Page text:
Perhaps, our politicians are encouraged by the projected domestic revenue, which the Gross National Happiness Commission in its 12th Plan Guideline projected to double to Nu 251B and external grants to decline from Nu 68B to Nu 54B. Coverage of current expenditure by domestic revenue is projected to be 135 per cent, a 10.2 per cent increase over the 11th Plan. Similarly, coverage of total expenditure including capital expenditure by domestic revenue is expected to increase to 83.5 percent, a 37.6 percent increase over the 11th plan.
But the projections are conditional. The improved revenue is projected assuming three new hydroelectricity projects will be commissioned. When it comes to mega hydroelectric projects, we have learnt the lessons of not counting the chickens before they hatch. In our case, even before the eggs are laid! So where do we turn to?
A sure source for domestic revenue is from taxes, both direct and indirect. But for that we need the political will. Critics say Bhutan’s taxation policy is rich centric. Economists are already concerned about the dwindling revenue from the various tax reforms in the recent past. If Bhutan’s tax base was already narrow, the increasing amount of revenue foregone through incentives is eroding the tax base and creating considerable challenge in mobilising domestic revenue (DRC 2016). Total revenue foregone through tax exemptions and tax holiday in the 2016-17 fiscal year constituted about 14.8 percent of the total domestic revenue.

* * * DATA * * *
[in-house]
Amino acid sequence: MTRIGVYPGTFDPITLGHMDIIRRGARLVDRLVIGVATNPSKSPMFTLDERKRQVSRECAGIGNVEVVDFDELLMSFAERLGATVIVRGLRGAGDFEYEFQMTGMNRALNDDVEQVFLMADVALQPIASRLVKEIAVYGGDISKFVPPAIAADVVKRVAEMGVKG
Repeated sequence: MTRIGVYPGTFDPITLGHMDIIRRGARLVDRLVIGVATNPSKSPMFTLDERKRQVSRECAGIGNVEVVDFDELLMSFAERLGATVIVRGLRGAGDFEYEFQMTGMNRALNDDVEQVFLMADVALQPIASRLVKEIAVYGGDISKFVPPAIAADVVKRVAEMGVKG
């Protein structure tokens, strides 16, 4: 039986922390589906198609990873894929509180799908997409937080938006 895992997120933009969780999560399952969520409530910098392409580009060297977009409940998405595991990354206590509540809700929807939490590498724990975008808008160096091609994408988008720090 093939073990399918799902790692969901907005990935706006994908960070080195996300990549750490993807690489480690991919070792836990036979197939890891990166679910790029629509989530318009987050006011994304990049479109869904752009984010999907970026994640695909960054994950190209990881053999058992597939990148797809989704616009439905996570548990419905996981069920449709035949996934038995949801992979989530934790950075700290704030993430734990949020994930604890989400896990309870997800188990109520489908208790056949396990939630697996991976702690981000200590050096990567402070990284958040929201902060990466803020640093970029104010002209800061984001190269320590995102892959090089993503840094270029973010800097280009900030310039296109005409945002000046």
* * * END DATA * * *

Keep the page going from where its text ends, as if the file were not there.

With the introduction of Goods and Service tax (GST) in India, the government will not receive excise duty refund from this year. Excise duty refund from India constitutes about 10 percent of the total revenue. All these call for bold policies to bridge the resource gap and compensate the revenue loss. The irony is that the two political parties are running for government on populist policies that would encourage people to depend on the government to spoon-feed.